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Kuldip Singh Vs. Gillanders Arbuthnot and Co. - Court Judgment

LegalCrystal Citation
SubjectProperty
CourtKolkata
Decided On
Judge
Reported in(1899)ILR26Cal617
AppellantKuldip Singh
RespondentGillanders Arbuthnot and Co.
Excerpt:
bengal tenancy act (viii of 1885), section 88 - transfer of a portion of occupancy holding--custom--ejectment--possession. - .....has dismissed the suit on the ground that the plaintiff, as the transferee of a portion of an occupancy holding, has no title as against the defendants. the plaintiff now appeals, and on his behalf it has been contended that the plaintiff does not seek to be recognized as a tenant by the landlords, but merely prays to be restored to possession of the disputed land from which he has been wrongfully ejected.3. we think, however, that the plaintiff is not entitled to recover possession on proof of mere wrongful dispossession. this is not a possessory suit under section 9 of the specific relief act. that being so, he must show some title to the land as against the defendants. we agree with the subordinate judge in thinking that he has proved none. he no doubt shows that he has purchased.....
Judgment:

Hill and Rampini, JJ.

1. In this suit the plaintiff alleges that he has purchased 6 1/4 bighas of an occupancy jote of 8 bighas belonging to Nanku Rai and others. He further pleads that he has been dispossessed by the defendants who are the landlords of the occupancy jote of 1 bigha 15 cottahs, and he sues them for possession.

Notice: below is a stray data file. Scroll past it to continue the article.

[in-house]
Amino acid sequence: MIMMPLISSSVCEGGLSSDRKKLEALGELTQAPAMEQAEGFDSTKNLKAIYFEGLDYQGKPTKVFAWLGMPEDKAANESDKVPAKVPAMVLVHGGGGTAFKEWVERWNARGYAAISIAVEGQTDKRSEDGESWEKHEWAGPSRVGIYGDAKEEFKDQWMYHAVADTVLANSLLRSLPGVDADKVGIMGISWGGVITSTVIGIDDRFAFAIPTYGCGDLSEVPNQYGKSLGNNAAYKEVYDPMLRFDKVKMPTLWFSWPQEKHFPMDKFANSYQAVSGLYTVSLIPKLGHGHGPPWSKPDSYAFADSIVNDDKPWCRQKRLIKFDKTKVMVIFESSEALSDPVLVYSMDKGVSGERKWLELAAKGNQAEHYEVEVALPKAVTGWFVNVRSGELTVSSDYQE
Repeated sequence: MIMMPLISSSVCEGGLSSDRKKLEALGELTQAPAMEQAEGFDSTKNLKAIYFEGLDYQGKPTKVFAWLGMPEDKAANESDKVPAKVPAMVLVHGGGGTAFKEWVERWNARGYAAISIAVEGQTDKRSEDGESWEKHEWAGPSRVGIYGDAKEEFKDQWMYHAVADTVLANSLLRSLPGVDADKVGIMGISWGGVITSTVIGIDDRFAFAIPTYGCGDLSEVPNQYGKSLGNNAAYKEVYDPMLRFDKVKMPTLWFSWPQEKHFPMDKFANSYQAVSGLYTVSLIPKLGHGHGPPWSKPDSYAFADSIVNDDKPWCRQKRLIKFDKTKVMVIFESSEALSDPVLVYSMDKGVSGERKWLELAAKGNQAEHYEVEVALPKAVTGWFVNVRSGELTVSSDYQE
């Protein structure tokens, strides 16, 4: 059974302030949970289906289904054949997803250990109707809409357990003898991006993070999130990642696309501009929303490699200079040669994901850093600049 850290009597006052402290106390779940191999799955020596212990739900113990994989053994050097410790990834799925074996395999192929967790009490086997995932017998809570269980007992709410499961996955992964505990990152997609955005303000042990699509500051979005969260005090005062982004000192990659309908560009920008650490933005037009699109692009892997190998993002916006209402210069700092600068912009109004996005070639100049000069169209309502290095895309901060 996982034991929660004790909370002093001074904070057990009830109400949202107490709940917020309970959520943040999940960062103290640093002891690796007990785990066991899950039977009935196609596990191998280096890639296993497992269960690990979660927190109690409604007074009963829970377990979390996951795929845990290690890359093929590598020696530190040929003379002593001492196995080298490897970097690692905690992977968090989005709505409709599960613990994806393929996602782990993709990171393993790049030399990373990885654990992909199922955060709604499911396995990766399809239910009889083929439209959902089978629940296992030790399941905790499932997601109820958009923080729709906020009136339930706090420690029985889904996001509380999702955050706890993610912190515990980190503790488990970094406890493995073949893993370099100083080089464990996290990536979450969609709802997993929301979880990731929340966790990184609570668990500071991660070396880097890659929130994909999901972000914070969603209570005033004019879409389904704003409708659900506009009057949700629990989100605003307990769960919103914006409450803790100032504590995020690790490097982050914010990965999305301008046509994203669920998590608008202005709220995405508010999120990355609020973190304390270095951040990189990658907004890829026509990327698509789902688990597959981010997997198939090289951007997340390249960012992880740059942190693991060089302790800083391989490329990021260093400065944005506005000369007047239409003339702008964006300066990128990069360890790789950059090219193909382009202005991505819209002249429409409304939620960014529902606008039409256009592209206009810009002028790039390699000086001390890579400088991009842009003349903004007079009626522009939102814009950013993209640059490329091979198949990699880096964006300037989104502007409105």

2. The Lower Appellate Court has dismissed the suit on the ground that the plaintiff, as the transferee of a portion of an occupancy holding, has no title as against the defendants. The plaintiff now appeals, and on his behalf it has been contended that the plaintiff does not seek to be recognized as a tenant by the landlords, but merely prays to be restored to possession of the disputed land from which he has been wrongfully ejected.

3. We think, however, that the plaintiff is not entitled to recover possession on proof of mere wrongful dispossession. This is not a possessory suit under Section 9 of the Specific Relief Act. That being so, he must show some title to the land as against the defendants. We agree with the Subordinate Judge in thinking that he has proved none. He no doubt shows that he has purchased 6 14 bighas of the jote from the occupancy raiyat, but this transfer is not binding against the landlords, the present defendants, who are in no way bound to recognize it. As against the landlords, the plaintiff shows no title under which he can demand to be restored to possession of a portion of the holding.

4. The learned pleader for the appellant urges that there is no law which prohibits the transfer of portion of an occupancy holding. But there is no law under which any such contention as set up by the plaintiff in this case can be supported, and it would seem to us that to admit it to have any force would be contrary to the spirit, if not the letter, of Section 88 of the Bengal Tenancy Act.

5. The learned pleader prays that the case may be remanded for a finding whether the occupancy holding, from a portion of which the plaintiff alleges himself to have been dispossessed, is or is not transferable by custom. We think it unnecessary to do so, for in either case in our opinion the plaintiff would have no right as against the defendant to recover possession of a portion of the holding.

6. We therefore dismiss the appeal without costs, the respondent not appearing.


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